|discovered something for the non-racing weekends:||lonefrontranger|
Jul 7, 2002 7:45 PM
I was bored and off the bike 'detraining' this weekend. Found something on geocaching while surfing the web. Seems there are quite a few locally. We scaled / scrambled / bouldered several hundred feet of the local Flatirons scree and granite for the one we found today. Not dangerous, but challenging. This is noteworthy for the mere fact that most bike racers (including my SO and myself) will go to great lengths to avoid simply *walking* anywhere, much less hike / climb or otherwise physically exert oneself afoot. Incidentally, I now reckon it's as tough for the sprinter physique to climb using all four limbs as it is on two wheels...
Anyone else here that does this? It combines varying degrees of hiking (or walking for urban / suburban caches) with a treasure hunt, with the modern-day twist of using a GPS. Which, being back country MTB'ers we just happen to have.
Warning: this could be addictive.
|I heard about this a couple of months ago on NPR.||AllisonHayes|
Jul 8, 2002 6:10 AM
|Thanks for the report. I love the area around Boulder, particularly NCAR and the flatirons. So, what treasure did you discover and what did you leave in return? |
NPR described it as addictive as well as great fun! Sounds like I need to get a GPS system--any recommendations?
Maybe some people can set up a cycling geocaching????
|cycling geocaching = there are some around here||lonefrontranger|
Jul 8, 2002 7:45 AM
|The guy who set up the one we found yesterday is also an MTBer and he's got one near Nederland that we're going to look for next Sunday. After which we'll go ride our knobbies over to the top of Magnolia to cheer for all the goofbag roadies like BipedZed who have elected to thrash their way up the Horgan Hillclimb.
Part of the fun of geocaching is discovering all the little tchotchkies folks leave in the cache. In the one we found were a fancy ratchet style screwdriver set, some AA batteries (for GPS units which eat them like candy, thoughtful one that), a stars-n'stripes hacky sack, a "lucky feather" some guy wrote in the log that had been carrying around for quite a while, baseball cards, a light-up yo-yo, reciprocating saw blades (?) a nice pen, some German "bierdeckern" (coasters), a Donald Duck Pez dispenser and a Squirtle key chain.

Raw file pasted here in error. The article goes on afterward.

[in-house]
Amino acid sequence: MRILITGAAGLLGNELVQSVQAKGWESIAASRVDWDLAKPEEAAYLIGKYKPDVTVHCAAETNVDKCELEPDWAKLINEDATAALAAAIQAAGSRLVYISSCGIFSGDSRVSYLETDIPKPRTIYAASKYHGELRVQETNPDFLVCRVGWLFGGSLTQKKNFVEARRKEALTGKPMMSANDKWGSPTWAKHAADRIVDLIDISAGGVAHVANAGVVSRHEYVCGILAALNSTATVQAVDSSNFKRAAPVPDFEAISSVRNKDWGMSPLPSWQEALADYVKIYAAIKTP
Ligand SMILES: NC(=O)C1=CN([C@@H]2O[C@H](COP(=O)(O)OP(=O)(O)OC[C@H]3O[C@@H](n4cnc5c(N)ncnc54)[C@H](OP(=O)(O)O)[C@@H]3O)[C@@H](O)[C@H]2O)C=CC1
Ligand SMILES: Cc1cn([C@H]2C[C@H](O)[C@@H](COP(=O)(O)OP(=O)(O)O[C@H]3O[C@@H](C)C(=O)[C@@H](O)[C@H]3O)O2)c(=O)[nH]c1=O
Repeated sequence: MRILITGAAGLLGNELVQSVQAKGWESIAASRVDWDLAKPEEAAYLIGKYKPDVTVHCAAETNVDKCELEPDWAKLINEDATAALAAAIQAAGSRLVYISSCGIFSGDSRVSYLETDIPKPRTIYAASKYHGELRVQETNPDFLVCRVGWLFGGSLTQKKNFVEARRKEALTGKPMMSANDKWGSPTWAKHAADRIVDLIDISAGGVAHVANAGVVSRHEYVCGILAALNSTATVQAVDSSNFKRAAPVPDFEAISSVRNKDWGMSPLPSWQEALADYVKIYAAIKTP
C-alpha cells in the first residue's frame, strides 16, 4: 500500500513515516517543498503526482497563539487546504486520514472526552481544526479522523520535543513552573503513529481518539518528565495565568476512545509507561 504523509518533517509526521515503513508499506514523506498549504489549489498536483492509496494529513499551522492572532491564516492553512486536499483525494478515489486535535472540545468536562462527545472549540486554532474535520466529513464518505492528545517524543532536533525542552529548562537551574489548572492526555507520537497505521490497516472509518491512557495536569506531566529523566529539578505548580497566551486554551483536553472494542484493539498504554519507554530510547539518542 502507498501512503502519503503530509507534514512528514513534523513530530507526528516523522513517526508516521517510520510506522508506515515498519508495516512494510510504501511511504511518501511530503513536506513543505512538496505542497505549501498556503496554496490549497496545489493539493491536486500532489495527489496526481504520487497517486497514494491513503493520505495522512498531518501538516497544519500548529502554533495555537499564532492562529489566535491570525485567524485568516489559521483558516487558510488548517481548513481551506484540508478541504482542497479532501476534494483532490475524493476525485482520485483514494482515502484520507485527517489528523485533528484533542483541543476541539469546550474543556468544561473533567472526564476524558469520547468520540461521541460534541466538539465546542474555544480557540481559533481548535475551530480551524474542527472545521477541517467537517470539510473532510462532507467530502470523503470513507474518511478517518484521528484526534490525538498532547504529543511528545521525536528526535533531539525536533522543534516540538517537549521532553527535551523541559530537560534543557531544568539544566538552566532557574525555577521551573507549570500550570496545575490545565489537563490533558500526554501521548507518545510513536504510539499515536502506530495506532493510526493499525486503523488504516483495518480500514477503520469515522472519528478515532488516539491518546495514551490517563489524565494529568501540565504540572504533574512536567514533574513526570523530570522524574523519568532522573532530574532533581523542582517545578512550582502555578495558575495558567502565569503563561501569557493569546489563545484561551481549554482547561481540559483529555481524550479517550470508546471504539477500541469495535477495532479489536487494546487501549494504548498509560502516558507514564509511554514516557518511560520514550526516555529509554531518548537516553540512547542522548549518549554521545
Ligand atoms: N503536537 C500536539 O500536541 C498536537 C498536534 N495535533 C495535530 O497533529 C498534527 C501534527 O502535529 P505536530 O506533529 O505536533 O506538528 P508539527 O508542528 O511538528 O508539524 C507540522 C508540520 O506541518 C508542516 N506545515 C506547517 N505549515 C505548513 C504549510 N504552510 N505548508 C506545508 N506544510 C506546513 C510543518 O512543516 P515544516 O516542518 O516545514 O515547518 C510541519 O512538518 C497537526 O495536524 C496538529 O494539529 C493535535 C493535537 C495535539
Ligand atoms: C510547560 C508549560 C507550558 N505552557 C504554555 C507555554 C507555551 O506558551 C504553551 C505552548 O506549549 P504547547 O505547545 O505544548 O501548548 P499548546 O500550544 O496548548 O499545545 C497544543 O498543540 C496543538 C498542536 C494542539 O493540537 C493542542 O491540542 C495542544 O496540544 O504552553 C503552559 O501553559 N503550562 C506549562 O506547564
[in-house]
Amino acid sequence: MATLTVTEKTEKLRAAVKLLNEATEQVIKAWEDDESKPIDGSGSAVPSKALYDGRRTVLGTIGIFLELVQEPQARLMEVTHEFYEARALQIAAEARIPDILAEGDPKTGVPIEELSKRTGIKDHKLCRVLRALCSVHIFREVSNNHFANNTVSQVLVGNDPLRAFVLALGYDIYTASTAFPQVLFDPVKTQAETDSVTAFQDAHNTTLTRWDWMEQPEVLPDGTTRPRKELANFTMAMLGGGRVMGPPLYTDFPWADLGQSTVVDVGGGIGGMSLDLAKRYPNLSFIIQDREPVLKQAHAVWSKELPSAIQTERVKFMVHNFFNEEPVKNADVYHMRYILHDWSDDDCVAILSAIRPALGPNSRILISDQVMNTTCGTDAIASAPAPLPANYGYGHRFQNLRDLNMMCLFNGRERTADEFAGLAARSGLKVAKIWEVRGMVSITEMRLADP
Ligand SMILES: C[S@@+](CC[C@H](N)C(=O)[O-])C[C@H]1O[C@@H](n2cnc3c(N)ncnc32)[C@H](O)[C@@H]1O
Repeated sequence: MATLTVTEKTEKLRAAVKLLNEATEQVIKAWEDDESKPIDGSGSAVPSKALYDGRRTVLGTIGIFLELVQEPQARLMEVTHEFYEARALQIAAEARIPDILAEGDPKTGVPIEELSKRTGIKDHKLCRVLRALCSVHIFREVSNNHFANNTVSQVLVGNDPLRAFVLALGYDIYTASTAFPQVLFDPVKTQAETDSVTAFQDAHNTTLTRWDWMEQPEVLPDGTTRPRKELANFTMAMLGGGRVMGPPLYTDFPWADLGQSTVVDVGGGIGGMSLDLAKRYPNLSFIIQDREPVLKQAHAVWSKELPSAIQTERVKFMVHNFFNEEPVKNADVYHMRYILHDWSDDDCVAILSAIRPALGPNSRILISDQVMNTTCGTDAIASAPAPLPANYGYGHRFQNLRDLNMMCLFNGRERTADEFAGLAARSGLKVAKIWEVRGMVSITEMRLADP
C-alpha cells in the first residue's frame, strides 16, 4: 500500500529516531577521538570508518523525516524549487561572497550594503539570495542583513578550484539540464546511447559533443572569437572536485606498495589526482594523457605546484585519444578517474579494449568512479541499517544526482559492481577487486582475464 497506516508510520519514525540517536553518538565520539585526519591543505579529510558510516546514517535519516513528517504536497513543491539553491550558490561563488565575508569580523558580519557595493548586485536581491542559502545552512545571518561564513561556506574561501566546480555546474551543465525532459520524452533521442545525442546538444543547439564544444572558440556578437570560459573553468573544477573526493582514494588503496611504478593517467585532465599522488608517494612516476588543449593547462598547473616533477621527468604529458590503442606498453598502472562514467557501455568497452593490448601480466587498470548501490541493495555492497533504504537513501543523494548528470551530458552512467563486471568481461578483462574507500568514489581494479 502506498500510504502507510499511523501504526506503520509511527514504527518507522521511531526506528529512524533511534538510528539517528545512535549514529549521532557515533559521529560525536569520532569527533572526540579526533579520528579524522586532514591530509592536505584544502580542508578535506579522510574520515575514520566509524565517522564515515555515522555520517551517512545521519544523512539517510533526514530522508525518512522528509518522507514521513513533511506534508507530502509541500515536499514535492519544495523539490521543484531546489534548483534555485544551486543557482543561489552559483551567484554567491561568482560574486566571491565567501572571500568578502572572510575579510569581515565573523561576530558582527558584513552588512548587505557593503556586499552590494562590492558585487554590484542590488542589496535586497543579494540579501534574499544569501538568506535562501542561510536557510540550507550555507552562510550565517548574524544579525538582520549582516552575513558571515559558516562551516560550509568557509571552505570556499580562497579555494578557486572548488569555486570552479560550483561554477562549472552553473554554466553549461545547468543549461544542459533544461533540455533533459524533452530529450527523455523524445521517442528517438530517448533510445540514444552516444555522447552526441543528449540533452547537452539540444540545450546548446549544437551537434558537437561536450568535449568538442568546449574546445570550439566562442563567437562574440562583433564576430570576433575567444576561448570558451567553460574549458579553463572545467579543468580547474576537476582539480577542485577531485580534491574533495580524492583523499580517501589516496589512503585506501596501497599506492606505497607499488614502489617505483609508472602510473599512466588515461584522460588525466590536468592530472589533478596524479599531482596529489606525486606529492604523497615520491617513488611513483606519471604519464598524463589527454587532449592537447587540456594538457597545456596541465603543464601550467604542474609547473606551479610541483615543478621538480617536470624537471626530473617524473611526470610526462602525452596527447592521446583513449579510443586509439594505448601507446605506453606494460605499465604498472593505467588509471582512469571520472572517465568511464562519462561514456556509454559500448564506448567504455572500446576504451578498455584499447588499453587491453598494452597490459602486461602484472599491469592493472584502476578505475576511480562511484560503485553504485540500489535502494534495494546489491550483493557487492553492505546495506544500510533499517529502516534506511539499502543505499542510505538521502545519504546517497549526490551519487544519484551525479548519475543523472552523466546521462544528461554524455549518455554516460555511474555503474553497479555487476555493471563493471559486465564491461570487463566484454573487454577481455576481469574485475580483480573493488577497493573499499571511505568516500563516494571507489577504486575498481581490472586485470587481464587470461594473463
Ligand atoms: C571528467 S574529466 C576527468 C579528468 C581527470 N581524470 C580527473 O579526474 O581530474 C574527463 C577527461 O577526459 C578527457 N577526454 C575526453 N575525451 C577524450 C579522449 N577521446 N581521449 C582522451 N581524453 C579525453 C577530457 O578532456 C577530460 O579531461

The best part is reading what folks write in the log book, especially why their contributions are significant to them.
We forgot to bring anything special, but a last minute root through my car produced a pretty nice golf scorebook / tip sheet (don't ask) and one of my race bib numbers (with handy safety pins left on). I figured someone might actually need safety pins after that scramble, since John tore his T-shirt and I put a small gash in my knee (sharp rocks). I wrote the results for the race on the back of the number in case anyone cared. Anyway, that Kevlar number material makes a pretty decent tearproof, waterproof pouch if you are the back country survival type :)
Jul 8, 2002 10:03 AM
|I think I could get in to this if the caches were available by road bike and at least 20 miles apart. Could make some interesting rides.
Has anyone turned this into a competition, yet?
|yes, the website has "cache dash" dates listed (nm)||lonefrontranger|
Jul 8, 2002 11:05 AM
|missed that -- everything is a competition?||DougSloan|
Jul 8, 2002 1:28 PM
|Can anyone think of any human activity that has not been turned into a competition? It's sort of funny how some things that are created in a non-competitive spirit, even for the main purpose of not being competitive (snow boarding?) become so. I think we just can't help it.